Loving the working from home life – or still struggling with your company to grant you that option? A survey of 1,000 adults by Airtasker breaks it down, comparing the productivity, spending, and health of remote vs. in-office employees. (And yes, if you’re wondering, remote workers are more productive).
Staying home and saving
One in four employees had to quit a job because the commute was just too long
But working from home saves money. Compared to office employees, remote workers saved:
Also, compared to office employees, remote workers saved an annual average of $4,523 on fuel.
Who’s more productive?
Perhaps not surprisingly, without the distractions of the office, remote workers are more productive than office workers. While they take slightly longer breaks (four minutes longer than office workers), they’ve earned it: they have 10 minutes less unproductive time per day.
On average, remote employees work an extra 1.4 more days more every month, or over three work-weeks more a year than those who worked in an office.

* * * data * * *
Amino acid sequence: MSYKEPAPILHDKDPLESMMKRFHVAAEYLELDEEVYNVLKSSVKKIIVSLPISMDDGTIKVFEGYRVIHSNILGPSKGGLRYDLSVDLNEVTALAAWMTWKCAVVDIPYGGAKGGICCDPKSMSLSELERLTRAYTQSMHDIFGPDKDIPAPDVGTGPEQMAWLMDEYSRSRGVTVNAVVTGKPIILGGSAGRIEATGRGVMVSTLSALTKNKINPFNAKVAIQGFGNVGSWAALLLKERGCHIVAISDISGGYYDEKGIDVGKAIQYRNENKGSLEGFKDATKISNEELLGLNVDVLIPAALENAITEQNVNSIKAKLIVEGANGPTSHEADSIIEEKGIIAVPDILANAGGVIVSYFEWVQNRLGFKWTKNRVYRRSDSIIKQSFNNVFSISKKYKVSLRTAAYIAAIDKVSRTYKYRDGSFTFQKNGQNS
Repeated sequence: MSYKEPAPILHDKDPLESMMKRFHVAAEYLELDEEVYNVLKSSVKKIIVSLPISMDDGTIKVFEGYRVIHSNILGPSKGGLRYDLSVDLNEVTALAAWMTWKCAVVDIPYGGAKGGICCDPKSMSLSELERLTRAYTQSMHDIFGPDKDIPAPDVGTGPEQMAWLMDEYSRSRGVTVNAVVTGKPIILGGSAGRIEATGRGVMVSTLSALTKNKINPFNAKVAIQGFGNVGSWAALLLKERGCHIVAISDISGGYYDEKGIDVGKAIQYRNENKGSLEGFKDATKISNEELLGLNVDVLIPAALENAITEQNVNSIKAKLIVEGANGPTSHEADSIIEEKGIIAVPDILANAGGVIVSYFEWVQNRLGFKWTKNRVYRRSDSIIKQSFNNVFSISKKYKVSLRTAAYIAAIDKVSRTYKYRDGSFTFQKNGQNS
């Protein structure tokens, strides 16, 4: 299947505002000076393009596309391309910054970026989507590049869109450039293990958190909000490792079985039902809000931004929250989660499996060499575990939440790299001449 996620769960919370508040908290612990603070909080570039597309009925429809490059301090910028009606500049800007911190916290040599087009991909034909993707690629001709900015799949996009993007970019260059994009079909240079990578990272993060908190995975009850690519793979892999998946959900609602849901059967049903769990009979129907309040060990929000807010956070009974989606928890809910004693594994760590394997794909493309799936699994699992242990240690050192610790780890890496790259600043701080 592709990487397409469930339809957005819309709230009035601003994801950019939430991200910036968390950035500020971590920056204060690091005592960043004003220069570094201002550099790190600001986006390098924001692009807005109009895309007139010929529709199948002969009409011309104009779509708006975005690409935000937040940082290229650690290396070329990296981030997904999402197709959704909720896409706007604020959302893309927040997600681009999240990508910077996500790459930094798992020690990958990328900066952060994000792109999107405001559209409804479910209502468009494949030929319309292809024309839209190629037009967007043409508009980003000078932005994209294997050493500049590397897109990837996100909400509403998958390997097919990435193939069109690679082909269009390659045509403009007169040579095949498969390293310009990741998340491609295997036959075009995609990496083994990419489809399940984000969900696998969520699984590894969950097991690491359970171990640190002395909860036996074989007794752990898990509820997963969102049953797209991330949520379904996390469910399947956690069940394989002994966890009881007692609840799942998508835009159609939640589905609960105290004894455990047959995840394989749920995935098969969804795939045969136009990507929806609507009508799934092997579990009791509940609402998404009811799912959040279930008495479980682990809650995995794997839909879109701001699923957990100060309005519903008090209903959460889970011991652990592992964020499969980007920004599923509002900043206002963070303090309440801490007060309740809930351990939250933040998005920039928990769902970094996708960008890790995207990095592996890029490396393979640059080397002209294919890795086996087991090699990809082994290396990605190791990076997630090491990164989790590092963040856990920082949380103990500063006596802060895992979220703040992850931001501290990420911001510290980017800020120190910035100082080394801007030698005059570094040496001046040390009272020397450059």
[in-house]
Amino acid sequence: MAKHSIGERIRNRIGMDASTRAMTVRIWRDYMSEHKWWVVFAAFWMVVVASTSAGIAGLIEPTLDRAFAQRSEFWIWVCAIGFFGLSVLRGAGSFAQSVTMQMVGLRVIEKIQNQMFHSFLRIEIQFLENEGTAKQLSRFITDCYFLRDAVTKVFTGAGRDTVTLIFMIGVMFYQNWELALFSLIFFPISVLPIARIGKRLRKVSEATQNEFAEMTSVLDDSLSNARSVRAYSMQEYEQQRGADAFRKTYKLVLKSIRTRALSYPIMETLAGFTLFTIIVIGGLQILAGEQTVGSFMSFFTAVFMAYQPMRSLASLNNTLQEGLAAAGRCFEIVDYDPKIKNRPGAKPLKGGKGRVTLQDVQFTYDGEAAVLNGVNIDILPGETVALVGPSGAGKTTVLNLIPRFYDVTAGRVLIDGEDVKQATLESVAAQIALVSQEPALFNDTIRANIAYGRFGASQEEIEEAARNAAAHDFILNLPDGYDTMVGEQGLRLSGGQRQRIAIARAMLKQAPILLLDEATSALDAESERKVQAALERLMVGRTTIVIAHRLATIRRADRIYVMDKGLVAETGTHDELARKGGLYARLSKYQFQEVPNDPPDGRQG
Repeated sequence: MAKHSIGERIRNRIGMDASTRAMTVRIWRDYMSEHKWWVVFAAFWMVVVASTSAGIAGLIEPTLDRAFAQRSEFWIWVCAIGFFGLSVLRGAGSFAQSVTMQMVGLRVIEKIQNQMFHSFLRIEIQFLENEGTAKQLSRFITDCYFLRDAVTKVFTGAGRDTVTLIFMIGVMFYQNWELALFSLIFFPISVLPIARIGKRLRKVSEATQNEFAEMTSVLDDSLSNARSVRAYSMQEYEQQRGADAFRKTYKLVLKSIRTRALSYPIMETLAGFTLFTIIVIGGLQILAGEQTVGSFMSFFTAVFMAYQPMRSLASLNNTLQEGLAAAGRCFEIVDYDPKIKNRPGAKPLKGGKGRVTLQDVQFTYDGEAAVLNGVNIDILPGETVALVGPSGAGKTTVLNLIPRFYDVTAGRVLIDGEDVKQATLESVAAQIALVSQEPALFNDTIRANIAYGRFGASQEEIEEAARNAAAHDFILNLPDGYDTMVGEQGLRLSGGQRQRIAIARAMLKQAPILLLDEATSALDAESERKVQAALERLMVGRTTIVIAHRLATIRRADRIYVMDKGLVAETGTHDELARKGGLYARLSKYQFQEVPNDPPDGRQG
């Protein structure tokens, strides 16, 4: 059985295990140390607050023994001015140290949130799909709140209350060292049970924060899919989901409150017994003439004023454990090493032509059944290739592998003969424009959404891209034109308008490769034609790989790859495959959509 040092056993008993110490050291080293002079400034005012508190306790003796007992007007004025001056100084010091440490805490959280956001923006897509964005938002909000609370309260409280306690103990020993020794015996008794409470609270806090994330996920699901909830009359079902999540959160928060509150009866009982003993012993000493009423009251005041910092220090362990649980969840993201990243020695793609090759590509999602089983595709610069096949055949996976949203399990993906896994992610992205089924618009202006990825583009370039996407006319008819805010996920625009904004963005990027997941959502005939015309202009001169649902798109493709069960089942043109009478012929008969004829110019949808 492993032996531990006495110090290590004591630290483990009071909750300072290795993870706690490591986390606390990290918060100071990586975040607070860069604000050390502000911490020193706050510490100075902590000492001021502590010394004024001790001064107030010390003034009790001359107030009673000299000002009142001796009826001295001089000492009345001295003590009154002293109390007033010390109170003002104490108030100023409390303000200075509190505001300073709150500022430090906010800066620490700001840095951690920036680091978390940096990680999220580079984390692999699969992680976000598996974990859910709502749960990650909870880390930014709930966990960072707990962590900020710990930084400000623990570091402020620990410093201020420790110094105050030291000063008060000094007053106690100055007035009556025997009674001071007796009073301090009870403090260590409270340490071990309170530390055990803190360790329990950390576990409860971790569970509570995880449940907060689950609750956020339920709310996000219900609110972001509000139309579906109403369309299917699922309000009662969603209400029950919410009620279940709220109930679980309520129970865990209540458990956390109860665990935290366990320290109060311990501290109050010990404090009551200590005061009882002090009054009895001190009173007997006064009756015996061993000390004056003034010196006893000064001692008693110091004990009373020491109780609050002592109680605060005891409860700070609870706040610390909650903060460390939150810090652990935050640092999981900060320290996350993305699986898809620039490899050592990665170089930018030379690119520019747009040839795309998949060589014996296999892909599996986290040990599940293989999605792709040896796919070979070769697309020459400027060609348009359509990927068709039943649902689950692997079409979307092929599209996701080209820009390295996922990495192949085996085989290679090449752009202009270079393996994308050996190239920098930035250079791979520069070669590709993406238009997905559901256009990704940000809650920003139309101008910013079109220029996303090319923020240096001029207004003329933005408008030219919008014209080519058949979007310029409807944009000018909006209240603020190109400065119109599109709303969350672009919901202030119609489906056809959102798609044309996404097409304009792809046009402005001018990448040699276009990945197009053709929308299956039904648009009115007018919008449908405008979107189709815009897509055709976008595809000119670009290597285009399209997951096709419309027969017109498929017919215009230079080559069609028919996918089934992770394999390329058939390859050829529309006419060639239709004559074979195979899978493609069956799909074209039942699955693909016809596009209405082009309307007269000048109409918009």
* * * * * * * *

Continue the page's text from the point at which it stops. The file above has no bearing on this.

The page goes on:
According to remote employees, here are the best ways to stay productive:
- Take breaks: 37%
- Keep set working hours: 33%
- Have a to-do list: 30%
- Work in the same location every day: 25%
- Wake up early: 23%
- Plan the next workday: 19%
- Communicate with co-workers online to feel like part of the company: 15%
Chitchat. Lunchtime, the water cooler, or just about anytime – offices are hotbeds of chitchat. That’s more than cut in half with remote workers, however, making them even more productive.
Twenty-two of office employees and 15% of remote employees said their boss distracts them from work. The vast majority for both types of worksites (70% office, 65% remote) said it’s because they’re talkative.
With the extra accomplished work comes a downside – 29% of remote employees say they struggle with work-life balance.
And their stress levels seem to differ from office workers – 54% of remote employees said they became overly stressed during the workday, and 45% experienced high levels of anxiety. That’s compared to 49% and 42% of office employees, respectively.
While working from home can be highly preferable to the office for many people, it also means that there’s nobody around to support you when you’re trying to manage your emotions. Only by giving it a try will you be able to figure out if the costs outweigh the benefits.